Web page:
As Mark has been very busy covering a number of recent developments in British wildlife conservation this past week, the Sunday book review he normally publishes is this week more of a Tuesday book review. However he more than makes amends for being a couple days late by focusing this new column on the recent publication of the British Trust for Ornithology’s State of the UK’s Birds 2017 and a particularly handy volume published a decade ago with which to compare the finding of the BTO’s new report: A Climatic Atlas of European Breeding Birds.
Sitting comfortably with a friend in two ancient chairs by the window at The Fox & Hounds in the Berkshire village of Theale, waiting for the rain to stop in order that we might continue with our plans of having a look at the waterfowl on Hosehill Lake, my friend casually declared “That’s the second time they’ve been up there.”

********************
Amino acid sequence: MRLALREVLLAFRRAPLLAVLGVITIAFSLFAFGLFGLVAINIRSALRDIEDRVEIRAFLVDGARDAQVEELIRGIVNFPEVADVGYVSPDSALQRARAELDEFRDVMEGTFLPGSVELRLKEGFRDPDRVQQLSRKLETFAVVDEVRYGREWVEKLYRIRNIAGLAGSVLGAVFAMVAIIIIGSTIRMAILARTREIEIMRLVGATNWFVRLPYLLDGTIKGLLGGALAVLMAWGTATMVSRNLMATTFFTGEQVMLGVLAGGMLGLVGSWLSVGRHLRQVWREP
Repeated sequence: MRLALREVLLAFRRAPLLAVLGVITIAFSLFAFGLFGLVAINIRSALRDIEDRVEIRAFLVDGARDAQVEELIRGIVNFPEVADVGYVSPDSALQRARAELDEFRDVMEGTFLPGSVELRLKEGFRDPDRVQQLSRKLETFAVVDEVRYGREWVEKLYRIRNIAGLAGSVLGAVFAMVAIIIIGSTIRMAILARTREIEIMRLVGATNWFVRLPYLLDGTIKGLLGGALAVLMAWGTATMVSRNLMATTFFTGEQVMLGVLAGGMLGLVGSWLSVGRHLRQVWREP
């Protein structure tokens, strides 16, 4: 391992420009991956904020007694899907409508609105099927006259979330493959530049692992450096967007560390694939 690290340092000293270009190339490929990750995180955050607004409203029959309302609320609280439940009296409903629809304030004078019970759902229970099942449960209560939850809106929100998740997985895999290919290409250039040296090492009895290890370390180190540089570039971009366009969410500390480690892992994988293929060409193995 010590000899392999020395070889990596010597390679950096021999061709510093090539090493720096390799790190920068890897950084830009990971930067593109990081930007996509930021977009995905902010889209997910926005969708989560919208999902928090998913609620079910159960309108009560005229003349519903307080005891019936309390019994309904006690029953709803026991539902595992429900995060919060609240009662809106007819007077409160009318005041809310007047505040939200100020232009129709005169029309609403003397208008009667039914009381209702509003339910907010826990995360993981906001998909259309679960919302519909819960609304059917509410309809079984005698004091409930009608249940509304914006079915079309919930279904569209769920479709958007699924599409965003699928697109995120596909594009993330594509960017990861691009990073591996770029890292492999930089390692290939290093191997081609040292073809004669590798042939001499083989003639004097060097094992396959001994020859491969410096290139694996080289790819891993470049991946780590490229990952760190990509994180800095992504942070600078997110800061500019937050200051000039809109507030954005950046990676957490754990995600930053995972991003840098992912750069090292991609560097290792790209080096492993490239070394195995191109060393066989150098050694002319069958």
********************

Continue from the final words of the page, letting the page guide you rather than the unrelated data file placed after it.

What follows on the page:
“Delightful!” That was the very first word I uttered upon closing the back cover of Patrick Barkham’s The Butterfly Isles; A Summer in Search of Our Emperors and Admirals.
In his famous work Parerga und Paralipomena, the philosopher Arthur Schopenhauer put forth the dilemma faced by a group of hedgehogs who need to huddle together in order to share one another’s body heat and thus better survive the cold.